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Language and Communication Aware of changes in daily routine  This resource has been viewed by a moderator.

Description:

To be aware of a change in routine and be able to recall it.

Early years skill:not specified
Early years typical range:not specified
P-scales/Nat. Curriculum skill:PSHE and Citizenship
P-scales/Nat. Curriculum level:L1
TAP skill:not specified
TAP level:not specified
Section:Primary (5-11yrs) info; Secondary (11-16yrs) info

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This page was originally created for/by the following organisation: Barts Health NHS Trust (Tower Hamlets) Speech and Language Therapy for Children.
Activity/strategy name and materials required How to do the activity Key principles for doing the activity and comments
Usual timetable

Picture symbols which represent each activity in the day (and/or use words if the child understands these) with velcro on the back;

Velcro board to stick them to;

A normal day!

  1. At a point earlier in the day (preferably at the beginning), go through the activities you will be doing. Put a card down for each activity in order;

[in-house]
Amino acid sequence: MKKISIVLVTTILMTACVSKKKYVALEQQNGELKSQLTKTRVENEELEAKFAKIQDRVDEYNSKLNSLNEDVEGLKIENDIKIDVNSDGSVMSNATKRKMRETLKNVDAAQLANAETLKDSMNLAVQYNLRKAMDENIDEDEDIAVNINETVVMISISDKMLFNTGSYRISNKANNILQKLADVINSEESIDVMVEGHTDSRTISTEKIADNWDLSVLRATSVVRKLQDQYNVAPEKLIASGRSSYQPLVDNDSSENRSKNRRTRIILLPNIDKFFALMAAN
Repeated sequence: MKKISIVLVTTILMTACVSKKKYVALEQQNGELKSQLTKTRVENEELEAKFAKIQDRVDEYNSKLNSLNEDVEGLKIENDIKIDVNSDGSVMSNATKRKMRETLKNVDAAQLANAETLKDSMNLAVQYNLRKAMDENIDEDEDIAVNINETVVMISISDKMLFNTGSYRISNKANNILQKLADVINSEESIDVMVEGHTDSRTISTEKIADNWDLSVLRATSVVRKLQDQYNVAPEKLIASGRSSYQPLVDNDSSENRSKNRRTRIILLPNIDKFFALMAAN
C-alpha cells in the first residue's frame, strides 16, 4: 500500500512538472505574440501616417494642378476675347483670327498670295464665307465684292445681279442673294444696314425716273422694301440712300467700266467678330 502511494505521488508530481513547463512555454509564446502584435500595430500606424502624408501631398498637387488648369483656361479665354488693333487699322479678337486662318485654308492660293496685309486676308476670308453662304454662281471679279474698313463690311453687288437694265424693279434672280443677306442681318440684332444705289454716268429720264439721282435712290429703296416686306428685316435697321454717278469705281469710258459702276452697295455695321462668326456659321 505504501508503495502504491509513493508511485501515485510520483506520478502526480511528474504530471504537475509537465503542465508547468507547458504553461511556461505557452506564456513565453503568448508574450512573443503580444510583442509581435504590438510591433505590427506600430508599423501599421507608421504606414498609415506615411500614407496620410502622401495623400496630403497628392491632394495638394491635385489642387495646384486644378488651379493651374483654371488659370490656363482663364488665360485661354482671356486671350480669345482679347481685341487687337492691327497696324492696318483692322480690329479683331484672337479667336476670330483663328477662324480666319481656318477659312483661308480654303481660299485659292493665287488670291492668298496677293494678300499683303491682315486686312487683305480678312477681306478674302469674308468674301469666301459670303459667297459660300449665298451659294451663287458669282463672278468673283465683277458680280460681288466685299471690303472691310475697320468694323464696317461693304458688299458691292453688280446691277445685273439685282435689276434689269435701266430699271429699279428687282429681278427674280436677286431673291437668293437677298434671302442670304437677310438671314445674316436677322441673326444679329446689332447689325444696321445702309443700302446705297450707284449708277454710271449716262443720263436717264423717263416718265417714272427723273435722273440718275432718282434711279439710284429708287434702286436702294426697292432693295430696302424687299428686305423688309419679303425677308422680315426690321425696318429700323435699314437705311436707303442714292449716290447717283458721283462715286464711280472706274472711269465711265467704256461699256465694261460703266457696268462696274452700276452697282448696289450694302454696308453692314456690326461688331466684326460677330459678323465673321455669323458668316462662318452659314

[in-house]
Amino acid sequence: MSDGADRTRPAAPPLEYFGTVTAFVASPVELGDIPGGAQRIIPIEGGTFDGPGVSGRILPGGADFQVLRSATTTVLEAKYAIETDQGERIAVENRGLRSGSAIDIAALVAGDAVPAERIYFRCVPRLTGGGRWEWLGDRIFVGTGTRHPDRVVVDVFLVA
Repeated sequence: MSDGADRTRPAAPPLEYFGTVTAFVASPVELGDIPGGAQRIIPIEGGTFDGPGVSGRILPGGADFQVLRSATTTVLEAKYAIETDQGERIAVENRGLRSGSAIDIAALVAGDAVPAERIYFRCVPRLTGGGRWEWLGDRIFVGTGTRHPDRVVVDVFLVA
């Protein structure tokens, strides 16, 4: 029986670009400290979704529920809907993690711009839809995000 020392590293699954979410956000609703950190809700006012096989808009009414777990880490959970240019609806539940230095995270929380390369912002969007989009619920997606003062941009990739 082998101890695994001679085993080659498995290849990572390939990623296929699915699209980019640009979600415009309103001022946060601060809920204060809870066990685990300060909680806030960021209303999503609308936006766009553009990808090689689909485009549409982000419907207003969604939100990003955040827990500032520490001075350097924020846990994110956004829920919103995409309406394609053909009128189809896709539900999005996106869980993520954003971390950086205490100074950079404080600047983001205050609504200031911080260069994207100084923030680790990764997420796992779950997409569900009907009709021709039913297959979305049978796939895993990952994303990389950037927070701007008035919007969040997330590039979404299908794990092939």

2. As you come to each activity in the day, refer the child to the corresponding picture in the timetable;
  3. Later in the day - preferably at the end - go through the timetable again;
  4. Once the child is familiar with this, see how much of the timetable they can construct at the beginning and end of the day. Check they are able to show which activity they are currently doing on the timetable.

This activity is about ensuring that the child understands their usual timetable.

Do this activity on a 'normal' day (or at least one that is likely to be normal).

The child should be able to understand the pictures or words you use for the timetable. If not, you should spend some time showing the child the picture symbol word when they are doing the activities in the routine. See also: "Use a visual timetable" on the Commtap site.

If a whole day is too much, you could do this over a part of the day - for example the morning or the afternoon.

Timetable - day which is different

Picture symbols which represent each activity in the day (and/or use words if the child understands these) with velcro on the back;

Velcro board to stick them to;

A day which is different.

Ideally, the child should already be able to construct the timetable for the 'normal' day with minimal prompting.

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